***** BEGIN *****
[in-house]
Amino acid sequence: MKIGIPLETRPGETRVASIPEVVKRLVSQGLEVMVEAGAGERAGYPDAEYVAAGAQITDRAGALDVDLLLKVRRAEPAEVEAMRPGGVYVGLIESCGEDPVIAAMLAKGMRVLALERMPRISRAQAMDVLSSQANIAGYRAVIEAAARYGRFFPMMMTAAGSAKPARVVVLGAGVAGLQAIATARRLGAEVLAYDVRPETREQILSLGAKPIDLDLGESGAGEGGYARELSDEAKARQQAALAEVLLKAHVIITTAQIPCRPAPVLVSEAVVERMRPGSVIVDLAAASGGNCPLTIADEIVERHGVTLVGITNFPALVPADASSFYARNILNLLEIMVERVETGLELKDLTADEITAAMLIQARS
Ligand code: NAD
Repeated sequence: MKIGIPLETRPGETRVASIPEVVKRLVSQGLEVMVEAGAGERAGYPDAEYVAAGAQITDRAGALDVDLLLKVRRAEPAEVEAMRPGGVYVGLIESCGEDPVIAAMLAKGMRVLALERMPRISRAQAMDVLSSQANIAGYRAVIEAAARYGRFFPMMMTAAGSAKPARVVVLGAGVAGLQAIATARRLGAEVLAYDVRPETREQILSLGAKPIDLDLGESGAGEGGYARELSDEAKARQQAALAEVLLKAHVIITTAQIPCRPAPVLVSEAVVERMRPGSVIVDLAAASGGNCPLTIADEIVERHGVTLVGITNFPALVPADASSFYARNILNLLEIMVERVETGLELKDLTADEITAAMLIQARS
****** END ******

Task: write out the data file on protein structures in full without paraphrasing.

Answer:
[in-house]
Amino acid sequence: MKIGIPLETRPGETRVASIPEVVKRLVSQGLEVMVEAGAGERAGYPDAEYVAAGAQITDRAGALDVDLLLKVRRAEPAEVEAMRPGGVYVGLIESCGEDPVIAAMLAKGMRVLALERMPRISRAQAMDVLSSQANIAGYRAVIEAAARYGRFFPMMMTAAGSAKPARVVVLGAGVAGLQAIATARRLGAEVLAYDVRPETREQILSLGAKPIDLDLGESGAGEGGYARELSDEAKARQQAALAEVLLKAHVIITTAQIPCRPAPVLVSEAVVERMRPGSVIVDLAAASGGNCPLTIADEIVERHGVTLVGITNFPALVPADASSFYARNILNLLEIMVERVETGLELKDLTADEITAAMLIQARS
Ligand code: NAD
Repeated sequence: MKIGIPLETRPGETRVASIPEVVKRLVSQGLEVMVEAGAGERAGYPDAEYVAAGAQITDRAGALDVDLLLKVRRAEPAEVEAMRPGGVYVGLIESCGEDPVIAAMLAKGMRVLALERMPRISRAQAMDVLSSQANIAGYRAVIEAAARYGRFFPMMMTAAGSAKPARVVVLGAGVAGLQAIATARRLGAEVLAYDVRPETREQILSLGAKPIDLDLGESGAGEGGYARELSDEAKARQQAALAEVLLKAHVIITTAQIPCRPAPVLVSEAVVERMRPGSVIVDLAAASGGNCPLTIADEIVERHGVTLVGITNFPALVPADASSFYARNILNLLEIMVERVETGLELKDLTADEITAAMLIQARS